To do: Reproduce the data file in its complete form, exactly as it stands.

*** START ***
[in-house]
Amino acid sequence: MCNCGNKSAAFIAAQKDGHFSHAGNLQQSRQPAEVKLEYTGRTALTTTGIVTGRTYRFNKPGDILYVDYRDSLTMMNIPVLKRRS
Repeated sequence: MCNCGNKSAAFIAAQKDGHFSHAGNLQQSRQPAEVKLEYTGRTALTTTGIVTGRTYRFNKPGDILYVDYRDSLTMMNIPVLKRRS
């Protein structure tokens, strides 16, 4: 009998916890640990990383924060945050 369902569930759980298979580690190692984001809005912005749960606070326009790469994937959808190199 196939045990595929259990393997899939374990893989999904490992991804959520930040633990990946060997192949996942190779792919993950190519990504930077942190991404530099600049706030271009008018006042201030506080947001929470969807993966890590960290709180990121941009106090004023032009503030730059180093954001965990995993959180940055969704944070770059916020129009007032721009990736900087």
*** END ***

[in-house]
Amino acid sequence: MCNCGNKSAAFIAAQKDGHFSHAGNLQQSRQPAEVKLEYTGRTALTTTGIVTGRTYRFNKPGDILYVDYRDSLTMMNIPVLKRRS
Repeated sequence: MCNCGNKSAAFIAAQKDGHFSHAGNLQQSRQPAEVKLEYTGRTALTTTGIVTGRTYRFNKPGDILYVDYRDSLTMMNIPVLKRRS
């Protein structure tokens, strides 16, 4: 009998916890640990990383924060945050 369902569930759980298979580690190692984001809005912005749960606070326009790469994937959808190199 196939045990595929259990393997899939374990893989999904490992991804959520930040633990990946060997192949996942190779792919993950190519990504930077942190991404530099600049706030271009008018006042201030506080947001929470969807993966890590960290709180990121941009106090004023032009503030730059180093954001965990995993959180940055969704944070770059916020129009007032721009990736900087």